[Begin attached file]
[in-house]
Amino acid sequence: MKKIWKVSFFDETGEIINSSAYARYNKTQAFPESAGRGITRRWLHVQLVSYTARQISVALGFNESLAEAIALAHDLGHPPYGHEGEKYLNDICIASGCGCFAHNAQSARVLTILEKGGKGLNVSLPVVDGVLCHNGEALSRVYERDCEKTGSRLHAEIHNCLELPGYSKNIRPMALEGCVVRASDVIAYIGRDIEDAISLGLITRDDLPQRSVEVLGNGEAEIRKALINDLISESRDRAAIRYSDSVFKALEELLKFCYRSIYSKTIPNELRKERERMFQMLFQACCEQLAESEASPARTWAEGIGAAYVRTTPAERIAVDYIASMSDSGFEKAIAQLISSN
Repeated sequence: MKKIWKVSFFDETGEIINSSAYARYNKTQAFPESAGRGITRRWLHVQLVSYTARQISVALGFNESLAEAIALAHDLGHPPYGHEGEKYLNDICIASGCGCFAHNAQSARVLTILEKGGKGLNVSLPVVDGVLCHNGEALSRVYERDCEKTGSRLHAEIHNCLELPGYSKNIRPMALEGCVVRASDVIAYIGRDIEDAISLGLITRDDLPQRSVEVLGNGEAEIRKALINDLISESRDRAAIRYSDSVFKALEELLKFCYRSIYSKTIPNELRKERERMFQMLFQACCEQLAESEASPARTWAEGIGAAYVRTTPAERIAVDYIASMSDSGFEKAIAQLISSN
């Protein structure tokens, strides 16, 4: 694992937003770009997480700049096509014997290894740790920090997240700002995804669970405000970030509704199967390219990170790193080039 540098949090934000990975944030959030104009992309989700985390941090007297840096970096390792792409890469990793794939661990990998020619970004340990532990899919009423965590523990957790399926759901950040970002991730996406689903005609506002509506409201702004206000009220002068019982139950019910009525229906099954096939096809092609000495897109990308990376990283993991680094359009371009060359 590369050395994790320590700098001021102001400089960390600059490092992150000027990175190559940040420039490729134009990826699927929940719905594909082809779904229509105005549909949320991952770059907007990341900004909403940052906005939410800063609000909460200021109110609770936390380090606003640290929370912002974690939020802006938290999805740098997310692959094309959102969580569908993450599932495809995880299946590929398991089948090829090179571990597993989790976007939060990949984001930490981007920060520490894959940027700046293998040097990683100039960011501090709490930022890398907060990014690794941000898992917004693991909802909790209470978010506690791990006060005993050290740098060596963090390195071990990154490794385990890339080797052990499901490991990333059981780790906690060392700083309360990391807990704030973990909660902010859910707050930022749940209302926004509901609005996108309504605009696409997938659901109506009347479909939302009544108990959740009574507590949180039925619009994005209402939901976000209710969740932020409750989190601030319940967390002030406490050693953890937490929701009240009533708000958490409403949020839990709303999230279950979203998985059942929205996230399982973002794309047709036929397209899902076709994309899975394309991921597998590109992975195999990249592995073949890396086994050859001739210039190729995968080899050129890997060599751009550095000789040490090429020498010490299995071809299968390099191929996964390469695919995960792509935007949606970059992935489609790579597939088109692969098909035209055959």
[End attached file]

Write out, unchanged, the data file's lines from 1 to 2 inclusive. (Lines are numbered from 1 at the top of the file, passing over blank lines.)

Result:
[in-house]
Amino acid sequence: MKKIWKVSFFDETGEIINSSAYARYNKTQAFPESAGRGITRRWLHVQLVSYTARQISVALGFNESLAEAIALAHDLGHPPYGHEGEKYLNDICIASGCGCFAHNAQSARVLTILEKGGKGLNVSLPVVDGVLCHNGEALSRVYERDCEKTGSRLHAEIHNCLELPGYSKNIRPMALEGCVVRASDVIAYIGRDIEDAISLGLITRDDLPQRSVEVLGNGEAEIRKALINDLISESRDRAAIRYSDSVFKALEELLKFCYRSIYSKTIPNELRKERERMFQMLFQACCEQLAESEASPARTWAEGIGAAYVRTTPAERIAVDYIASMSDSGFEKAIAQLISSN